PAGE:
• Frank Furedi
  • Frank Furedi
  • Sociologist, commentator and author

""

Yes—this I hold to with devout insistence, Wisdom's last verdict goes to say: He only earns both freedom and existence. Who must reconquer them each day.

Goethe's Faust

Goethe's Faust

Latest articles

The gender-neutral attack on motherhood

There is a biological basis to bearing children that no amount of trans activism can erase.

Scaring children witless

Eco-alarmists are feeding kids a daily diet of fear and doom.

John Locke and the new intolerance

The discovery of a new Locke manuscript reminds us why tolerance must be defended.

Contact me

If you want to get in touch or keep updated with my activities, either email me, connect with me on LinkedIn or follow me on Twitter.

 

How Fear Works

Publisher’s blurb

In 1997, Frank Furedi published a book called Culture of Fear. It was widely acclaimed as perceptive and prophetic. Now Furedi returns to his original theme, as most of what he predicted has come true. In this new book, Furedi seeks to explain two interrelated themes: why has fear acquired such a morally commanding status in society today and how has the way we fear today changed from the way that it was experienced in the past? He explores key moments in the history of fear to help situate the workings of this emotion in contemporary society.

Furedi argues that one of the main drivers of the culture of fear is the unravelling of moral authority. Fear appears to provide a provisional solution to moral uncertainty and is, for that reason, embraced by a variety of interests, parties and individuals. Furedi predicts that until society finds a more positive orientation towards uncertainty, the politicisation of fear will flourish.

Fear has become a problem in its own right to the extent that people now use the term ‘culture of fear’ as an everyday idiom. It has become detached from its material and physical source and experienced as a secular version of a transcendental force. So now fear has become a perspective accepted throughout society. Furedi claims that this perspective has acquired a dominant status because in contrast to other options it appears to be singularly effective in influencing peoples behaviour. Society is trained to believe that the threats it faces are incalculable and cannot be controlled or regulated. The acceptance of this outlook has been paralleled by the cultivation of helplessness and passivity all this has resulted in a redefinition of personhood.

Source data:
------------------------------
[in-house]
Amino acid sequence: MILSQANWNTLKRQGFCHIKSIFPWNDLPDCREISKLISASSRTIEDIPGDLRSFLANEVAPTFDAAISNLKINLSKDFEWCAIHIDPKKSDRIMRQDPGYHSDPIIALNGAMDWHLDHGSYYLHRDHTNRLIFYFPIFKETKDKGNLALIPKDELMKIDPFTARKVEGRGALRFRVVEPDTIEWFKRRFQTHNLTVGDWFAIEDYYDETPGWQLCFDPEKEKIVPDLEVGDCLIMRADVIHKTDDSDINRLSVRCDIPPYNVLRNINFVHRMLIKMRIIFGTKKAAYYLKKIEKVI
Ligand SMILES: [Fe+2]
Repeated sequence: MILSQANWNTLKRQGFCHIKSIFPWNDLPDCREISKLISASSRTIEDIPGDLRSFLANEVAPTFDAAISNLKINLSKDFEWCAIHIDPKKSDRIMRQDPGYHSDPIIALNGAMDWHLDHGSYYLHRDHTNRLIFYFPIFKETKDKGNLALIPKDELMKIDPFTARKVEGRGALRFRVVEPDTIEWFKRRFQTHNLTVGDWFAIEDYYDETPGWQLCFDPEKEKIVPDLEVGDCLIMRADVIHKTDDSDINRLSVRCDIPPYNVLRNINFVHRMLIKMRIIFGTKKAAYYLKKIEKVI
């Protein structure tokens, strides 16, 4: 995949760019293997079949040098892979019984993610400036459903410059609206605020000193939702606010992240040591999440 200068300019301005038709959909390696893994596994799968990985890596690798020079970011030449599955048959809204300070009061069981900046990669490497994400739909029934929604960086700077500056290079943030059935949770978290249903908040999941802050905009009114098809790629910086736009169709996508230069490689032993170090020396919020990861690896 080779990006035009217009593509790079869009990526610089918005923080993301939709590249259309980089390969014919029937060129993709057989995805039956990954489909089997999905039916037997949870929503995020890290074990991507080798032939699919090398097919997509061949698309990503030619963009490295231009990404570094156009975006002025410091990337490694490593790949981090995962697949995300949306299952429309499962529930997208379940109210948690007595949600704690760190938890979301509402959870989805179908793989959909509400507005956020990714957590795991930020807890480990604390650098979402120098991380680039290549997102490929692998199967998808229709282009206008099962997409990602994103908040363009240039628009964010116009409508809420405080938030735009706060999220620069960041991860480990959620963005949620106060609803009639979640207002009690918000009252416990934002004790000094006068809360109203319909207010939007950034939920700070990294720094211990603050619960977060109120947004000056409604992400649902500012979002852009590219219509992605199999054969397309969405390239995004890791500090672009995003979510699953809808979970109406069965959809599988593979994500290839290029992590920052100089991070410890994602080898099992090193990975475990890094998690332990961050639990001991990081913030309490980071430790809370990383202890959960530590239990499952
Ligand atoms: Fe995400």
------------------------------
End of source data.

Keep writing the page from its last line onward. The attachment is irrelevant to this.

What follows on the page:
As a consequence we are constantly searching for new forms of security, both physical and ontological. What is the role of the media in promoting fear and who actually benefits from this culture of fear? These are some of the issues Furedi tackles and much more.

Buy this book from Amazon (UK).

Read more about this book

View all Frank's books

The real lesson of the invasion of Poland

The Nazis’ contempt for national sovereignty is shared by the pro-EU crowd today.

The turn against motherhood

Why it has become fashionable not to have children.

Is disability the new normal?

On some elite US campuses, as many as one in four students are classified as ‘disabled’.

A global culture war

Western liberals seem incapable of defending liberalism.

video

Frank Furedi talks about his work

An introduction to Frank Furedi’s professional background as well as an oversight into his publication, Populism and the European Culture Wars: The Conflict of Values between Hungary and the EU.

Our age of anxiety

In his review of How Fear Works, Gavin Jacobson considers why doom-mongering is back in fashion.

Review: Not safe, just absurdly soft

Nick Cater reviews What's Happened to the University?

Review: Free thought under siege

The battle over microaggressions going on at our universities is both a symptom and a cause of malaise and strife in society at large, writes Daniel Shuchman.

Universities hand students soft toys, puppies and bubble wrap to ease stress

Cats are among the animals offered by universities to calm stressed students, reports Sian Griffiths.